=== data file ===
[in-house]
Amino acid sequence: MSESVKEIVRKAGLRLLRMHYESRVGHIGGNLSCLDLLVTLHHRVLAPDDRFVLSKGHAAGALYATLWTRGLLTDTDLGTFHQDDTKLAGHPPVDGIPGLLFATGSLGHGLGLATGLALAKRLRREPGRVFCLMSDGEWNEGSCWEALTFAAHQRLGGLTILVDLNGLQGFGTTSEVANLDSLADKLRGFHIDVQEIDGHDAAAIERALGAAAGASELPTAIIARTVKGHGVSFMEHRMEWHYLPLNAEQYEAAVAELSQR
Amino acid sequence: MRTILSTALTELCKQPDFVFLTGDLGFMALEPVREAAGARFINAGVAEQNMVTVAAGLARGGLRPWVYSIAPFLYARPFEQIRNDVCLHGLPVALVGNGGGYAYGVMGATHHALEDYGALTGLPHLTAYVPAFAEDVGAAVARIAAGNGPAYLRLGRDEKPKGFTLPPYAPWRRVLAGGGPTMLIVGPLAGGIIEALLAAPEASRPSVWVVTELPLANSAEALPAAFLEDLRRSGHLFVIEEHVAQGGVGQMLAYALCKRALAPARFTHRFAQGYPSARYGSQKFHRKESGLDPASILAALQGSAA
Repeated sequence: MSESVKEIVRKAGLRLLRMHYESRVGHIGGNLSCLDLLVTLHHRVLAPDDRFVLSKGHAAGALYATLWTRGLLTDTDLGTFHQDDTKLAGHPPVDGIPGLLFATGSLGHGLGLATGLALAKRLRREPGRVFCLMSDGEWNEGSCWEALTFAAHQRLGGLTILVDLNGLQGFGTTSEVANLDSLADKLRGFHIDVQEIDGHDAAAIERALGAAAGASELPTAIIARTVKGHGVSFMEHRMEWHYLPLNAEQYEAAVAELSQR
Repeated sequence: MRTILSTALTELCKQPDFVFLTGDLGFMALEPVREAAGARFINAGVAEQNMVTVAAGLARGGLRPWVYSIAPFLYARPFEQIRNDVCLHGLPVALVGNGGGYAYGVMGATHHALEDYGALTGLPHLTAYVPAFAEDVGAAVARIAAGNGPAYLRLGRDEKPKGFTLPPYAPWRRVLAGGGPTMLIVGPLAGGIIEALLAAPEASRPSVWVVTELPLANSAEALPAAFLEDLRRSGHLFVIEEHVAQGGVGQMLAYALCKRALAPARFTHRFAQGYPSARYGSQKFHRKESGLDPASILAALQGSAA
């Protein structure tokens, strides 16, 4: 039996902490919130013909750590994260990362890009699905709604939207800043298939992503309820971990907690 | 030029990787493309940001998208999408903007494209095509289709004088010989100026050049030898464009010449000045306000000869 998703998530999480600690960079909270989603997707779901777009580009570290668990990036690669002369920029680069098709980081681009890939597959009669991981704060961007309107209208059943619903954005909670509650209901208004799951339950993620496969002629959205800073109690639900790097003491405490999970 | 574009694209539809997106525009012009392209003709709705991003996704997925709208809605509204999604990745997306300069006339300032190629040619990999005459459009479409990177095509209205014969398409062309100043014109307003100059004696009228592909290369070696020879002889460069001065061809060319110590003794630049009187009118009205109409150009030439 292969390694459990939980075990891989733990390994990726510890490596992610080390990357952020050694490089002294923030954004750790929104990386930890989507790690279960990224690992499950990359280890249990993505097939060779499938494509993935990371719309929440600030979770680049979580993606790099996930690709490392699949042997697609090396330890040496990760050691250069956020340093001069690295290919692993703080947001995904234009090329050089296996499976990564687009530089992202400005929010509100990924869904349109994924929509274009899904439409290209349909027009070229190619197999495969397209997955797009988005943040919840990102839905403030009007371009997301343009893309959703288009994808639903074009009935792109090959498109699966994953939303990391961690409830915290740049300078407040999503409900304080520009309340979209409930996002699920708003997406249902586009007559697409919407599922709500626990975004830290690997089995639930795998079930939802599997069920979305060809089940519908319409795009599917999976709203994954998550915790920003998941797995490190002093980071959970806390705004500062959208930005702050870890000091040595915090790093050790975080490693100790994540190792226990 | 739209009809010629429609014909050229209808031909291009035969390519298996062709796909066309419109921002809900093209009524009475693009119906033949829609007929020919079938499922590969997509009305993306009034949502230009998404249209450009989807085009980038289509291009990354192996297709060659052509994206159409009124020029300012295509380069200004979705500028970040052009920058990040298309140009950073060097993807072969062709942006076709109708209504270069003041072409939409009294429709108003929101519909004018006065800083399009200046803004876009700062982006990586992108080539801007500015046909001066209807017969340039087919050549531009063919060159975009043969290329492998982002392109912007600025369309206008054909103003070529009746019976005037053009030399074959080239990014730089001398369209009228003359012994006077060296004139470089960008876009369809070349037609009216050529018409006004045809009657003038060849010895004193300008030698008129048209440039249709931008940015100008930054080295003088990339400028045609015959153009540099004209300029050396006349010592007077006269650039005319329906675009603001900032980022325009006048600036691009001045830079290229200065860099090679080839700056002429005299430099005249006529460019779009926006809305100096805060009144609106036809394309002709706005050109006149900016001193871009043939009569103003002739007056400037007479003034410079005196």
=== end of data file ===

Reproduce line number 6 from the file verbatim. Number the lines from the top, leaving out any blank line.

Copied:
């Protein structure tokens, strides 16, 4: 039996902490919130013909750590994260990362890009699905709604939207800043298939992503309820971990907690 | 030029990787493309940001998208999408903007494209095509289709004088010989100026050049030898464009010449000045306000000869 998703998530999480600690960079909270989603997707779901777009580009570290668990990036690669002369920029680069098709980081681009890939597959009669991981704060961007309107209208059943619903954005909670509650209901208004799951339950993620496969002629959205800073109690639900790097003491405490999970 | 574009694209539809997106525009012009392209003709709705991003996704997925709208809605509204999604990745997306300069006339300032190629040619990999005459459009479409990177095509209205014969398409062309100043014109307003100059004696009228592909290369070696020879002889460069001065061809060319110590003794630049009187009118009205109409150009030439 292969390694459990939980075990891989733990390994990726510890490596992610080390990357952020050694490089002294923030954004750790929104990386930890989507790690279960990224690992499950990359280890249990993505097939060779499938494509993935990371719309929440600030979770680049979580993606790099996930690709490392699949042997697609090396330890040496990760050691250069956020340093001069690295290919692993703080947001995904234009090329050089296996499976990564687009530089992202400005929010509100990924869904349109994924929509274009899904439409290209349909027009070229190619197999495969397209997955797009988005943040919840990102839905403030009007371009997301343009893309959703288009994808639903074009009935792109090959498109699966994953939303990391961690409830915290740049300078407040999503409900304080520009309340979209409930996002699920708003997406249902586009007559697409919407599922709500626990975004830290690997089995639930795998079930939802599997069920979305060809089940519908319409795009599917999976709203994954998550915790920003998941797995490190002093980071959970806390705004500062959208930005702050870890000091040595915090790093050790975080490693100790994540190792226990 | 739209009809010629429609014909050229209808031909291009035969390519298996062709796909066309419109921002809900093209009524009475693009119906033949829609007929020919079938499922590969997509009305993306009034949502230009998404249209450009989807085009980038289509291009990354192996297709060659052509994206159409009124020029300012295509380069200004979705500028970040052009920058990040298309140009950073060097993807072969062709942006076709109708209504270069003041072409939409009294429709108003929101519909004018006065800083399009200046803004876009700062982006990586992108080539801007500015046909001066209807017969340039087919050549531009063919060159975009043969290329492998982002392109912007600025369309206008054909103003070529009746019976005037053009030399074959080239990014730089001398369209009228003359012994006077060296004139470089960008876009369809070349037609009216050529018409006004045809009657003038060849010895004193300008030698008129048209440039249709931008940015100008930054080295003088990339400028045609015959153009540099004209300029050396006349010592007077006269650039005319329906675009603001900032980022325009006048600036691009001045830079290229200065860099090679080839700056002429005299430099005249006529460019779009926006809305100096805060009144609106036809394309002709706005050109006149900016001193871009043939009569103003002739007056400037007479003034410079005196």